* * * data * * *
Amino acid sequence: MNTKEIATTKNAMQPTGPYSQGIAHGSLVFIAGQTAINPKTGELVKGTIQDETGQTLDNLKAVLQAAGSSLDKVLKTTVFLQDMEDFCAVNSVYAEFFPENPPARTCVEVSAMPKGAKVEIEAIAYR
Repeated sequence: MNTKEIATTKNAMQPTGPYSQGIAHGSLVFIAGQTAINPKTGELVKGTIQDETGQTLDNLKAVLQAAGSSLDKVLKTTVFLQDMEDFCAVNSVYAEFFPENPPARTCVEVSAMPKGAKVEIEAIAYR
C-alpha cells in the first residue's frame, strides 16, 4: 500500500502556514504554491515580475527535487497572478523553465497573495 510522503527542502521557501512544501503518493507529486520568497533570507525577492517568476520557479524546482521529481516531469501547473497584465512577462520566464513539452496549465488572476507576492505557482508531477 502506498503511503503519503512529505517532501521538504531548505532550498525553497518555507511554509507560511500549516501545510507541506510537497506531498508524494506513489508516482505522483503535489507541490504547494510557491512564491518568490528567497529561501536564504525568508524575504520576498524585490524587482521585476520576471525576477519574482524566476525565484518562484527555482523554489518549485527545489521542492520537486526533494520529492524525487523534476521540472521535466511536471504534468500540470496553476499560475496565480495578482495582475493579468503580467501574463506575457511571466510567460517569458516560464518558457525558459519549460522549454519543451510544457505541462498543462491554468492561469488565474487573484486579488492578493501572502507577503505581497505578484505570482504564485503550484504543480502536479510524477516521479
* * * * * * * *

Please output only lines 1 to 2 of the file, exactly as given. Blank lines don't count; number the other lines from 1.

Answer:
Amino acid sequence: MNTKEIATTKNAMQPTGPYSQGIAHGSLVFIAGQTAINPKTGELVKGTIQDETGQTLDNLKAVLQAAGSSLDKVLKTTVFLQDMEDFCAVNSVYAEFFPENPPARTCVEVSAMPKGAKVEIEAIAYR
Repeated sequence: MNTKEIATTKNAMQPTGPYSQGIAHGSLVFIAGQTAINPKTGELVKGTIQDETGQTLDNLKAVLQAAGSSLDKVLKTTVFLQDMEDFCAVNSVYAEFFPENPPARTCVEVSAMPKGAKVEIEAIAYR